CAN[A(x,t)] = (EAm)(EC) CAN[Am(x,t)] & C(x,t) & NP[C(x,t) & Am(x,t) --> A(x,t)]

The relation of determinism to ability can now be formulated as follows:

If determinism is true, then 'x did not do A at t' i.e. '~A(x,t)' entails

(EK) K(x,t') & NP[K(x,t') --> ~A(x,t)]

Consider the case of minimal actions. From

K(x,t') & NP[K(x,t') --> ~Am(x,t)]

it would, of course, be incorrect to infer


but quite correct to infer not only

~MP[K(x,t') & Am(x,t)]



and even


which, though it asserts the relative impossibility of a doing, turns out, when unpacked, to assert the impossibility of a complex state of affairs rather than that of a doing, as you well point out.

Now the crux of the matter is that


doesn't entail


The latter has, in accordance with our definitions, the sense of

~NP[Vam(x,t) --> Am(x,t)]

Thus, although 'It was (relatively) P-impossible that x do Am' and 'It was impossible for x to do Am', i.e.

'x was unable to do A'

look deceptively alike, the former has the form

[EF] F(x,t') & NP[F(x,t') --> ~Am(x,t)]

whereas the latter has the form

~NP[F(x,t') --> Am(x,t)]

The above applies to minimal actions. The extension of the point to non-minimal actions is straightforward. As in the case of minimal actions, '~MPR[A(x,t)' is compatible with 'CAN[A(x,t)]'. The latter is falsified by any one of the following:

~(EAm)(EC) CAN[Am(x,t) & C(x,t) & NP[Am(x,t) --> A(x,t)]

I.e. there was no combination of a minimal action which x was able to do together with a circumstance which obtained which would bring about a doing of A

(EAm)(EC) CAN[Am(x,t) & NP[Am(x,t) --> A(x,t)] & ~C(x,t)

I.e.There was a minimal action which x was able to do at t which would result in a doing of A if the circumstances had been of a certain kind which they weren't

(EAm)(EC) C(x,t) & NPtAm(x,t) --> A(x,t)] & ~CAN[Am(x,t)]

I.e. x was in a circumstance which if combined with a certain kind of minimal action would have brought about a doing of A, but x was not able to do the minimal action at the time in question.

Well, Bruce, I hope the above is not too incomprehensible, and if comprehensible a worthwhile comment on your stimulating paper. You will find a hint of these views in a footnote to the phenomenalism paper.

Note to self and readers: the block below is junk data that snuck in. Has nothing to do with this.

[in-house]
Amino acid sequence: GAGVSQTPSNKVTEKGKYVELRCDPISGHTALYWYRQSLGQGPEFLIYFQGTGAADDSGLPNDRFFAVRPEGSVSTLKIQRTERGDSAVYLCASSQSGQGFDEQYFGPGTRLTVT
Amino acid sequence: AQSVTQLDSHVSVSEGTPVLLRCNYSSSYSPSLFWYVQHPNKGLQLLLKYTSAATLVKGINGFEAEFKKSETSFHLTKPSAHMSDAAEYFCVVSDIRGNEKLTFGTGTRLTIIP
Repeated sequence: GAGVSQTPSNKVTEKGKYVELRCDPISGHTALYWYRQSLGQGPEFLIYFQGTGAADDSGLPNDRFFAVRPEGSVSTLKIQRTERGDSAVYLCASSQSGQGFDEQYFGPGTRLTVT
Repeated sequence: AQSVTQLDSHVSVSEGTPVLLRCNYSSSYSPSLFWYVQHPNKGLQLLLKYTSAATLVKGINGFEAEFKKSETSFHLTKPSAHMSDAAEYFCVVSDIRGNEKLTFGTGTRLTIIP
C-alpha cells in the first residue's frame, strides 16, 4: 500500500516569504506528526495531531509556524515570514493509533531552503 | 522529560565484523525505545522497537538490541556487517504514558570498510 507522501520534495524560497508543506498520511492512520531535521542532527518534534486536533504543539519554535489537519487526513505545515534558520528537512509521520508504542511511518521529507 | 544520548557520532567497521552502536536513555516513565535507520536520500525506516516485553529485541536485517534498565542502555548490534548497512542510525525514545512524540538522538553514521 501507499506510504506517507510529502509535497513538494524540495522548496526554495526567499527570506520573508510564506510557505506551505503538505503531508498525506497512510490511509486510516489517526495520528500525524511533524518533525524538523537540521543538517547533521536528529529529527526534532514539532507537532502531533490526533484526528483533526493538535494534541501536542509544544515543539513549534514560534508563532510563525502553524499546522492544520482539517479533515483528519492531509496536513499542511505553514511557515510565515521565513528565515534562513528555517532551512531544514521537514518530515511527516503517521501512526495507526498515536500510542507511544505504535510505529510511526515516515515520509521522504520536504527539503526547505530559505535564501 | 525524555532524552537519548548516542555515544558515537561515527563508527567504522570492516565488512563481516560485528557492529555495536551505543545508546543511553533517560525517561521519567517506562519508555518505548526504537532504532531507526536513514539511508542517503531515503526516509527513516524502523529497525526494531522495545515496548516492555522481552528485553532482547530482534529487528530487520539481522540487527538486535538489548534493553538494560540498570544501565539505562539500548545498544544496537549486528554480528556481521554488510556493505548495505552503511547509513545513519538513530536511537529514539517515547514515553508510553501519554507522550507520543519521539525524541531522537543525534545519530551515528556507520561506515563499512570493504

As ever,


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October 23, 1961

Dear Wilfrid,

Your letter came this morning, and it pleased me very much to get your comments and to hear that you found my paper interesting, You were the first, in fact the only, one to comment seriously on it -- and for this, as well as for excellence of your comments, I am deeply grateful.

Feigl was here last week to give a series of lectures, and we talked about the paper a little. He found it interesting -- and my conclusions a little surprising -- but he didn't have time to think the argument through, and hence didn't have much to say by way of comment on it. He did mention, however, that he thought it was worth publishing, and he said that if I could get it down to the equivalent of 16 pages of Phil. Studies, he would recommend it for publication in your journal. I have revised it since he left, however, and now I feel that it is too long. At any rate, in order to free myself from constant revision, I sent the revised version off to Phil. Rev. I sent it there because they make their decisions very promptly, and because Mind and Phil. Quarterly have papers of mine they have yet to print. (Perhaps sending it was premature, but then, thanks to your letter, I have additional ammunition for making replies.)

But now for some comments on your comments, and then some comments on your phenomenalism paper, First, I liked your idea of minimal actions. Actually, I had something like this in the back of my mind, but I didn't know quite how to put it, That was why I said so much for trying. I know it sounds awkward to speak of trying to move one's own finger, say; but I don't think it is nonsense. A paralyzed child may try to move his legs but fail; though we don't normally speak of trying if he succeeds. But because there are cases where one can try to move a muscle, an analysis of trying -- a just analysis, that is -- must wrestle with the problems of thought and action, and this means handling the notion of minimal actions, both mental and physical. Because these problems are bound up with the now hotly debated notion of "the will," I tried to circumvent the whole tangle by fixing on the admittedly loaded concept of trying. Once this concept is unpacked, however, something like your view of thought and action (as expressed, e.g., in your Language Games paper) will have to emerge, along with, of course, your comment on minimal actions.